[Kasyanov] That is not how things work, though 30 per cent is a lot. But that is not how things work, because the ratings that we see completely depend on the frequency of TV appearances on [state channels] Channel One and Rossiya.
[Presenter] Do you think that the number of appearances of the leader of the unified opposition will be comparable to the number of appearances of the leader of the ruling party?
[Kasyanov] It will not be comparable. I am relating the opinion of pollsters. Our task is not to focus on what is not achievable – frequent appearances on TV – but to work in different ways. This involves work in regions, which is something that we have been doing for over 18 months. I hold meetings in one region or another every fortnight.
[Presenter] – with the law-enforcement authorities and the Nashi movement.
[Kasyanov] This is something that has to be done – there is Nashi and there are other pro-Kremlin organizations. There is no difference between them. But I also meet with politically active citizens. Of course, I don’t hold rallies every fortnight, because the political campaigning season has not started, and the situation in the country is different from what it will be. However, it is extremely important to meet regularly with politically active people, who make up something like 25-30 per cent of the public. These are people who are not indifferent to the kind of political policy that is being pursued in our country, and to what will happen tomorrow. This is the motive force of the Russian Federation, or our society.
[Presenter] We will be talking about policies later on, but I would like to finish asking about procedures. Tell me, explain to me whether you have left Other Russia or not. Has there been a split in the coalition or does this mark the collapse of the coalition that was created a year ago?
Differences with Other Russia
[Kasyanov] A coalition is consensus. A coalition exists as long as there is consensus. During the past year, there was a consensus on a number of issues, including on the main issue – the aim set for the first year. The aim was very simple – to ascertain whether there is a demand among citizens, among the politically active part of the population, for a democratic alternative to the current undemocratic regime. The active commitment shown by citizens themselves with out help, the ability they showed to overcome the fear that the authorities plant in their minds shows that we have accomplished our mission. We had a consensus on this entire area during the whole year. We are now moving to the second phase.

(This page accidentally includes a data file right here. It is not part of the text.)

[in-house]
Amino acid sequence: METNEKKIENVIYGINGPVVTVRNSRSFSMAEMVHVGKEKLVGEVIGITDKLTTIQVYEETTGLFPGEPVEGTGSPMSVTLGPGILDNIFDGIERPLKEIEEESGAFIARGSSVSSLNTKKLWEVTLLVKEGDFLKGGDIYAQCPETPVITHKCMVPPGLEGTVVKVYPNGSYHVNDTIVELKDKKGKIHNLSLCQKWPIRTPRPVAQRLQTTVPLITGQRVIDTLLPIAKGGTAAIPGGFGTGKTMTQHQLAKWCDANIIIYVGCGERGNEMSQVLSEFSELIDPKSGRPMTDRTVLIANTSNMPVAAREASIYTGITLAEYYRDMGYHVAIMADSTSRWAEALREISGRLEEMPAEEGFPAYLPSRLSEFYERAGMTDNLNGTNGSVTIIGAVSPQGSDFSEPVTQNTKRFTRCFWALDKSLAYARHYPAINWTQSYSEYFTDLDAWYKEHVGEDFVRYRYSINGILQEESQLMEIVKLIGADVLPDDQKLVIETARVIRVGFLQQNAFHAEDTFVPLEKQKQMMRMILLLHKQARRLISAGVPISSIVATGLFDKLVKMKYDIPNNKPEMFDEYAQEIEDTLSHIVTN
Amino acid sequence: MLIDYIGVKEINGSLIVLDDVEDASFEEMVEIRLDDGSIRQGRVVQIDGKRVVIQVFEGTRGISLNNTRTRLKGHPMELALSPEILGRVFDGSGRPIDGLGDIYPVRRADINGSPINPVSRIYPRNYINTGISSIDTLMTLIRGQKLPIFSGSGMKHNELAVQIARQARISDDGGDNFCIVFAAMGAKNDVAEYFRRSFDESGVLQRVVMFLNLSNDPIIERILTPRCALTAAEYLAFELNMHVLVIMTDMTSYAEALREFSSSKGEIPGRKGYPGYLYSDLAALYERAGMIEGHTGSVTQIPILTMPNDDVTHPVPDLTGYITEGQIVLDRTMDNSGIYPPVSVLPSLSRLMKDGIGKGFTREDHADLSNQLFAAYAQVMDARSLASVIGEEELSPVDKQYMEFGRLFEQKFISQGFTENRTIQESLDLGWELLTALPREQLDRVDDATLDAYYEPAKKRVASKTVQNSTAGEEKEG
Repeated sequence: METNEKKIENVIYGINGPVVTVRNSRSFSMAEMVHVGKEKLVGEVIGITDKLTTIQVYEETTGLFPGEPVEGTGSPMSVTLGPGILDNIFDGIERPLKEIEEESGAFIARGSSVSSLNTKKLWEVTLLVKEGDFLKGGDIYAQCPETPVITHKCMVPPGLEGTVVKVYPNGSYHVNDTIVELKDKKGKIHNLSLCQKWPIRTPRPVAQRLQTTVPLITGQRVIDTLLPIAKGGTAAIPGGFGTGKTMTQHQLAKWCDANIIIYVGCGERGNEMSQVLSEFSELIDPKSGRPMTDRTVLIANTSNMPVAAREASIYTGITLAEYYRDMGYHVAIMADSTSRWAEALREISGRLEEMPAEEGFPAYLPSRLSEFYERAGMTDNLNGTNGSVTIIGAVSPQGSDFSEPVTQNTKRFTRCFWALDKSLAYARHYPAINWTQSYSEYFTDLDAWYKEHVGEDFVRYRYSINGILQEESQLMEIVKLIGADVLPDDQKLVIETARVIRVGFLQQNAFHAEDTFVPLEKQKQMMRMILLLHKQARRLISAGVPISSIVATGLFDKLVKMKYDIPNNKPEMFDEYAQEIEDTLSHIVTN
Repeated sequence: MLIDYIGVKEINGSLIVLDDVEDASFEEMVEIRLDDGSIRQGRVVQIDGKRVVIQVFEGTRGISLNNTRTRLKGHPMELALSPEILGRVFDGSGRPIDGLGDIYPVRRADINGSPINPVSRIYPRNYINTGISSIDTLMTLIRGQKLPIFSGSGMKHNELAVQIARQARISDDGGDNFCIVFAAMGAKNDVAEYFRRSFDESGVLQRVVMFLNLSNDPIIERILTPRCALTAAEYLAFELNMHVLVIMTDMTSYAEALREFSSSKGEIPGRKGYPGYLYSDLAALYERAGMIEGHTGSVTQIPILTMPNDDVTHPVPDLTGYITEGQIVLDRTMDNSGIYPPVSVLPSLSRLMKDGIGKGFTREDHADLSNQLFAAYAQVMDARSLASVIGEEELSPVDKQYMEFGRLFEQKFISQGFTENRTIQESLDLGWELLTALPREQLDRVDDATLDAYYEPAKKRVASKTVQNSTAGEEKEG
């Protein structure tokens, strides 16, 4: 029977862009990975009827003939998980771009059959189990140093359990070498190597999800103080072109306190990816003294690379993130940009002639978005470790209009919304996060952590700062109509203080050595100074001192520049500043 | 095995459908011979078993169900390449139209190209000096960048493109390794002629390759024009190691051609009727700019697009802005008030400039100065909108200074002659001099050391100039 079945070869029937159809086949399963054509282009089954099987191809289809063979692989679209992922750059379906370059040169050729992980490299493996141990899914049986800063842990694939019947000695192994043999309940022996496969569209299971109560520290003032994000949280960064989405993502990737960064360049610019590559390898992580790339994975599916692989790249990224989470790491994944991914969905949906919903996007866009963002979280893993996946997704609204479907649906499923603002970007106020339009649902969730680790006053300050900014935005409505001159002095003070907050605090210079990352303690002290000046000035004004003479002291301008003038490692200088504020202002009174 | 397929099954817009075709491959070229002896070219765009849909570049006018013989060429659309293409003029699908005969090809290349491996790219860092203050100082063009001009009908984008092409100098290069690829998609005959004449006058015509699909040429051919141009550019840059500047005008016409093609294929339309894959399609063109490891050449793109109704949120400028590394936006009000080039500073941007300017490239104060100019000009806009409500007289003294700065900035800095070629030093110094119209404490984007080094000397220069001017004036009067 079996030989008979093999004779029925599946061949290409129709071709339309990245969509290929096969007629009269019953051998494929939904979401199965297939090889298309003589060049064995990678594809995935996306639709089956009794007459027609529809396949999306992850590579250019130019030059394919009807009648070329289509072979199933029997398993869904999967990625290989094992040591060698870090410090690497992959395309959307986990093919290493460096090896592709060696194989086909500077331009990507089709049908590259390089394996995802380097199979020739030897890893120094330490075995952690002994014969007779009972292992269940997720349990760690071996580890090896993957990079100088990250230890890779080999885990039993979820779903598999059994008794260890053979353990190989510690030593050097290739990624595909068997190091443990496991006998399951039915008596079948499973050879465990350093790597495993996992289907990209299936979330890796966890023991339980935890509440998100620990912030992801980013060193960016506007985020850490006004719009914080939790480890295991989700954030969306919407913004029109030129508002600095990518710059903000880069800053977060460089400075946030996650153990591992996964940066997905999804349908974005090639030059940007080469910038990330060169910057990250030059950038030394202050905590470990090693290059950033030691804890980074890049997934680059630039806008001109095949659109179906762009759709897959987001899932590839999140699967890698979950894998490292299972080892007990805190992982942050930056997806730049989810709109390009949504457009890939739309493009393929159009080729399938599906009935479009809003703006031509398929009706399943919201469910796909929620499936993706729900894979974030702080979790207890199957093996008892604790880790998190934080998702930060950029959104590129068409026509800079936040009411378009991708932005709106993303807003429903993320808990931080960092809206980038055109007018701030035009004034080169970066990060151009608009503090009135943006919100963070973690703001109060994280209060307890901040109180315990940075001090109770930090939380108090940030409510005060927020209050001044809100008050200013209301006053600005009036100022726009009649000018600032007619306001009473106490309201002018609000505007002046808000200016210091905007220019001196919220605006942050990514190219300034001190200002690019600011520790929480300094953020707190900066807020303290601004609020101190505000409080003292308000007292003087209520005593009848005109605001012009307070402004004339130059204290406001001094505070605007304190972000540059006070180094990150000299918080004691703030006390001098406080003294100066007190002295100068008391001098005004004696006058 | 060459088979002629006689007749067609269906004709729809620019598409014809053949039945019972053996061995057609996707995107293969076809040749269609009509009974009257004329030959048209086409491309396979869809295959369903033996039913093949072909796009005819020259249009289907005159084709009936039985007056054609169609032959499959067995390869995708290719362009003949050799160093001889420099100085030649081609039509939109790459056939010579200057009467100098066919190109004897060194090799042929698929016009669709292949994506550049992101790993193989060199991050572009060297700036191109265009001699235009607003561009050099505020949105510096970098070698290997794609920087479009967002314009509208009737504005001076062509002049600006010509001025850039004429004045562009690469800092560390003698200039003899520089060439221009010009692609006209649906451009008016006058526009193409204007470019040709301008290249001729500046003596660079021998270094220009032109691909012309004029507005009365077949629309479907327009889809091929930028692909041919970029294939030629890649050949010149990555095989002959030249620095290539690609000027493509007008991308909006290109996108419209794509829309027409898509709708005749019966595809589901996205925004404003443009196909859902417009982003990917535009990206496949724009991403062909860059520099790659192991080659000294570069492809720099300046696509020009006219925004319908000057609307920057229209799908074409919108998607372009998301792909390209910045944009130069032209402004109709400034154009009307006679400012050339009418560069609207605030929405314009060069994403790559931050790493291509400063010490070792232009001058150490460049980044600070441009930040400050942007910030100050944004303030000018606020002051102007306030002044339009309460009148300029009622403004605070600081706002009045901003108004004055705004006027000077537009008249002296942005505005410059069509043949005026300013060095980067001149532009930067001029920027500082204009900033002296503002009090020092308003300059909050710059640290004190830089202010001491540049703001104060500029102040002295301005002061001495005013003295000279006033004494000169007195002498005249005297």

[Presenter] Now there are differences.
[Kasyanov] There needs to be consensus, at least on one question. Of course, I think I was quite right to say publicly that there is not a consensus between us.
[Presenter] What is the main question on which there is no consensus between you?
[Kasyanov] There is no issue on which there is a consensus, which means that there is no coalition [Kasyanov appears to contradict himself later in the interview when he says that there are practically no differences on policy]. So, I did not leave, because at that stage the coalition did not function. There was no consensus. If there is consensus on just a single issue, then, there will be a coalition.
[Presenter] Let us list the main differences, Mikhail Mikhaylovich.
[Kasyanov] We think that there should be two issues which define the second stage of our work – that is, in response to the democratic alternative that has been constructed, to the demand that has to be satisfied. This demand can be satisfied on two levels: the first is a policy manifesto for the coalition, and the second is a procedure for identifying a single presidential candidate, because that is where the future will be decided. That will be the third stage.
[Presenter] Fine. Let’s talk about the policy manifesto. Where are the principal differences?
[Kasyanov] There are practically no policy differences.
[Presenter] What is the main aim of the coalition’s policy manifesto, where is there consensus?
[Kasyanov] All citizens who sympathize with this or that organization that is part or was part of the former political coalition, naturally, want to know what unifies us. And this is even true of ordinary people, who are not members of political organizations and who think that it is right that there is a coalition like this. Of course, all the principles have been set out, and there are practically no differences between us. [Passage omitted]